which the writer evolves the proposition
that General Boulanger is the messenger of
the will of the people. A more unpleasant
person is one Dr. Schleider, of Berlin, who
claims to have foretold, in 1887, the deaths
of Emperors "William and Frederick. He
has just published a ghastly horoscope of
the present year. There is, of course, to be
a sanguinary war, and the life of the present
German Emperor is to be endangered, both
in the months of April and May; but, like
most prophets, he endeavors to make a mar
gin for himself bv stating that the danger
will be by a fall from his horse, an apoplec
tic seizure or a wound.
According to Schleider, trouble should
have already occurred in France, and if he
be not a false prophet it will not be longbe
fore the United States declare war against
Germany over the Samoan difficulty. These
predictions are published prominently in
the English newspapers, and have aroused
the envy of the British soothsayer, who
writes to-day that a volcanic cycle is due
this year and another one next year. These
are to be followed, in 1893. by an earth
quake cycle, with a few cycles of storms
thrown in by way of variety.
General Boulanger has been having a
quiet time in the South of France, but is
once more in Paris. His house is crowded
from morning till evening by all sorts and
conditions of men, and the signs just now
point to a movement in the Chamber in his
favor. Political placemen appear to have
finally satisfied themselves that Boulanger
is a rising sun, and they are getting ready
to worship it, Boulanger has obligingly
confided his programme to an enterprising
newspaper correspondent. It amounts, in
brief, to a Boulangerized version of the
American Constitution, with a ten-year
Presidental term and a few variations
thrown in to suit French tastes.
TREASON IN THE AIR,
Disrespect for the Queen Spreading In All
PUT CABLE TO THE DISPATCH.!
London, February 9. Witness was re
cently borne in the columns of The DiS
rATCH to the sad want of loyalty toward
the Queen displayed by the writers of
the Christmas pantomimes, which are still
running at many of the London theaters.
The contagion seems to have spread in all
directions. At Padstow, a little town in
Cornwall, the inhabitants, or some of them,
recently laid the foundation stone of an
obelisk to commemorate Her Majesty's jubi
lee. On Thursday morning it was discov
ered that the stone had been shifted from its
position and the cavity beneath it robbed
of a bottle full of jubilee coins, which had
been deposited there for the information of
A man from New South "Wales, England's
most flourishing colonv, writes to the Lon
don newspapers, which have the temerity to
publish his disloyal effusion, stating that
when an Englishman arrives in the colony
the first thing that strikes him is the terrible
disloyalty to the British throne. The writer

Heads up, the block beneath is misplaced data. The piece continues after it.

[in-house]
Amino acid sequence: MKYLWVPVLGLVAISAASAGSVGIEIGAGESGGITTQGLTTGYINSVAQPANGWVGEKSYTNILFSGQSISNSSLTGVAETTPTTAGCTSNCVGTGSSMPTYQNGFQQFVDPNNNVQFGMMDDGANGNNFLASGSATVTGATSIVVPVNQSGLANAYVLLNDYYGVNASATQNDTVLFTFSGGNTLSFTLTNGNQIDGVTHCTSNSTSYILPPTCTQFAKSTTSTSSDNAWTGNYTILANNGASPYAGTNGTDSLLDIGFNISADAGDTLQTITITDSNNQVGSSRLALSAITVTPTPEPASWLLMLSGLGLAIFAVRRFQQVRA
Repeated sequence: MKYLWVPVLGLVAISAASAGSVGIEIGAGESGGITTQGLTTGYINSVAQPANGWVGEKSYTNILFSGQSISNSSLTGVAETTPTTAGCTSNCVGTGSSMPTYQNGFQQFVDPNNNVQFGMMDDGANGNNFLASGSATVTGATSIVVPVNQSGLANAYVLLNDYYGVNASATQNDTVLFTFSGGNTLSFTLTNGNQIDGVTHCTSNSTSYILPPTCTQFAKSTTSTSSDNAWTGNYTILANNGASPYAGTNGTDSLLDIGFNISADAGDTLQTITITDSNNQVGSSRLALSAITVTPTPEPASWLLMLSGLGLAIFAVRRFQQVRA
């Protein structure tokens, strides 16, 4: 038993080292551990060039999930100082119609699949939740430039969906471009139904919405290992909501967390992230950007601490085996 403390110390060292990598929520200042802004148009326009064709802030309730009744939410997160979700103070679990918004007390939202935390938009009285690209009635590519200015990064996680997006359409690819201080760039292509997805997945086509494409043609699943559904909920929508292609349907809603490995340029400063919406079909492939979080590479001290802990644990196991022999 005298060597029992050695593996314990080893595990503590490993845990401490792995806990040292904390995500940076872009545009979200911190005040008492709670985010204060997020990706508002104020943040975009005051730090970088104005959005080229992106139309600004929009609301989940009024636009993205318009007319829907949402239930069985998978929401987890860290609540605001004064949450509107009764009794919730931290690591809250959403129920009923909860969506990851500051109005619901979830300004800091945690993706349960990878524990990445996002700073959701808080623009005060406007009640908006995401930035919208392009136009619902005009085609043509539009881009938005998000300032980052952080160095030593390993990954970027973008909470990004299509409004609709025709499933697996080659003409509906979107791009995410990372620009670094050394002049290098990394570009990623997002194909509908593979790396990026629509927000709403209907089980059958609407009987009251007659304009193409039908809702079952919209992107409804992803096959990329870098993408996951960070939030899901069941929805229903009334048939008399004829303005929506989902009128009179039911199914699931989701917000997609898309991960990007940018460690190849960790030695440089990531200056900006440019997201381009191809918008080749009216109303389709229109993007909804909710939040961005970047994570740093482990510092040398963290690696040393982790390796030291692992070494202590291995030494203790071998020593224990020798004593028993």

thinks this is quite natural, and adds to the
measure of his offending by formulating a
proposition -that there is no reason why-a
lady who dwells in a palace 14,000 miles
away should have any right to rule over
TIC'S VIGOROUS ECONOMY.
Ilrr Mnjcsty Now Proposes to Cnt Her Per
sonal Expenses a Little.
TBT CABLE TO THE DISPATCH.
London, February 9. Young Price Al
bert "Victor has just made the discovery that
he hasn't enough pocket money, and his
father summoned his council, which met on
Thursday to consider this distressing inti
mation, and devise means for increasing the
Prince of "Wales' income, in order to enable
him to give his son a few more thousand
yearly. The plan which found the most
favor was to increase the rents of the tenants
on the estates of the Duchy of Cornwall, but
no decision was reached. The Prince and
his councillors probably hope that the grav
ity of the crisis will compel the Queen to
hasten the scheme she is understood to have
in hand for the benefit of Albert Victor and
some others of her numerous grandchil
dren. It is undeniable that her Majesty is still
vigorously economizing, and the latest sug
gestion is to reduce the number of the
women of the bed chamber. There are at
present eight of these mysterious individ
ual Each one receives '$1,500 salary and
certain perquisites forattending to the royal
bed chamber 48 days in the year, and all of
them are of the bluest blood of England's
A GOOD TIME WHILE MOURNING.
The Young German Emperor Finds Plenty
to Amuse Him.
tBT CABLE TO THE DISPATCH.
London, February 9. The German Em
peror is still crowding a good deal ot enjoy
ment into his period of mourning. This
week he gave an audience to the envoy from
the Sultan of Morocco, who brought a mis
cellaneous assortment of presents, consist
ing of Arab horses, gold and velvet cloths,
rich carpets and rifles. The Empress re
ceived silk dresses, silk girdles and em
broidered shoes, and the little Crown Prince
was made proud and happy with a couple
of ponies, a saber inlaid with gold, much
taller than himself, and a gorgeous belt,
Th e young Kaiser received the envoy seated
on his throne and wearing all his imperial
finery. Pretty speeches wereexchanged and
the "envoy went away happy and decorated.
The rest of the Emperor s time this week
has been occupied with the details of Cap
tain "Wissman's expedition to East Africa.
The Kaiser himself has deigned to design
the uniforms, and is as proud of them as a
fashionable tailor of a well-dressed client.
The officers will wear jackets and trousers
of blue navy and serge, with badges and
facings of the German colors.
A MARTYR TO CHARITY.
Heroic Father Damlen Slowly Dying of
Leprosy at Molokal Islnnd.
1ST CABLE TO THE DISPATCH. 1
London, February 9. There seems to be
little doubt that poor Father Damien, the